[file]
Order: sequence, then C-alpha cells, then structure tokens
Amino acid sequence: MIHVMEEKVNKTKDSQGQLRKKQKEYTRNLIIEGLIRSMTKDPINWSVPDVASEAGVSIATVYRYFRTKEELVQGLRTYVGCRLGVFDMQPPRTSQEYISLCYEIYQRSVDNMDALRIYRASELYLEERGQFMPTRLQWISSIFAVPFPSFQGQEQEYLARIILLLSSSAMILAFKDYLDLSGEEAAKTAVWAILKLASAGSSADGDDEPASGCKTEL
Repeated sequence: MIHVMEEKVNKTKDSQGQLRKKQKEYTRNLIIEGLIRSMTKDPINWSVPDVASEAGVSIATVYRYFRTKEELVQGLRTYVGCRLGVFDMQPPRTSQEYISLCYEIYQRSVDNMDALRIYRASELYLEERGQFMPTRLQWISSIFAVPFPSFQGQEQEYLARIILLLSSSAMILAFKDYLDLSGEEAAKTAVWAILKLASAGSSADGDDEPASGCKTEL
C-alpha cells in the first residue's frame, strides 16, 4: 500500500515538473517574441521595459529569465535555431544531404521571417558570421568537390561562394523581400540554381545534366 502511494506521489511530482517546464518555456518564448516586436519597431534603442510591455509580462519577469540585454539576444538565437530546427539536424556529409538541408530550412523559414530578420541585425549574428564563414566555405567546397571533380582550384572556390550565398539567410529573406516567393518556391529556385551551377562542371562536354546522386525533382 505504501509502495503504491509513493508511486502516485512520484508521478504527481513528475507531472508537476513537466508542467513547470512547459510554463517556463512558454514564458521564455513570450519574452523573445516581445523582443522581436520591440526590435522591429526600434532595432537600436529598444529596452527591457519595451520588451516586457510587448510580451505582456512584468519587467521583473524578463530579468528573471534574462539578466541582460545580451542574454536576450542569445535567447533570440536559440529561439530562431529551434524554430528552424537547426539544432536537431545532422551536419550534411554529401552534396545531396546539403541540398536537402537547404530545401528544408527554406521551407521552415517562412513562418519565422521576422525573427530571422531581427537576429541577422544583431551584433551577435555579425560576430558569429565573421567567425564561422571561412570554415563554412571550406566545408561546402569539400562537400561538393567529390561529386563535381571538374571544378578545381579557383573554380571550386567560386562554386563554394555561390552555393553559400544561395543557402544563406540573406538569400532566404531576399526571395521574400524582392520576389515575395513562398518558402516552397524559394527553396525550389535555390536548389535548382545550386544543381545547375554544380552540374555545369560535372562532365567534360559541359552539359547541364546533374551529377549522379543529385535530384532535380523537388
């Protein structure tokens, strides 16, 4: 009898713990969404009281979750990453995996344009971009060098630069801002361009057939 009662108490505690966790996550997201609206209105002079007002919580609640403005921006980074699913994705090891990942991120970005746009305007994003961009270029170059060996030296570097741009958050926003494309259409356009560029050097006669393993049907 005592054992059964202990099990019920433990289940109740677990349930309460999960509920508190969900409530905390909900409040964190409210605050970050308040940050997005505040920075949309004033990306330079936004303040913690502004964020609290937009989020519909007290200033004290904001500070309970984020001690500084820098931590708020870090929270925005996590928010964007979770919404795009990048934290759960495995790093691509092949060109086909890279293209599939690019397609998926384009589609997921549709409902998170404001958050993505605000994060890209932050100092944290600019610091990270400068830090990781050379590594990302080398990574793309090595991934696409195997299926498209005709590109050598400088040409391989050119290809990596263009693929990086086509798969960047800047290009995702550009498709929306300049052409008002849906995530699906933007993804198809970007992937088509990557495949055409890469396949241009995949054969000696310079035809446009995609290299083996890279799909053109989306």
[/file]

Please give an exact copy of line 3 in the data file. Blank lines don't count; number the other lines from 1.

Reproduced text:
Repeated sequence: MIHVMEEKVNKTKDSQGQLRKKQKEYTRNLIIEGLIRSMTKDPINWSVPDVASEAGVSIATVYRYFRTKEELVQGLRTYVGCRLGVFDMQPPRTSQEYISLCYEIYQRSVDNMDALRIYRASELYLEERGQFMPTRLQWISSIFAVPFPSFQGQEQEYLARIILLLSSSAMILAFKDYLDLSGEEAAKTAVWAILKLASAGSSADGDDEPASGCKTEL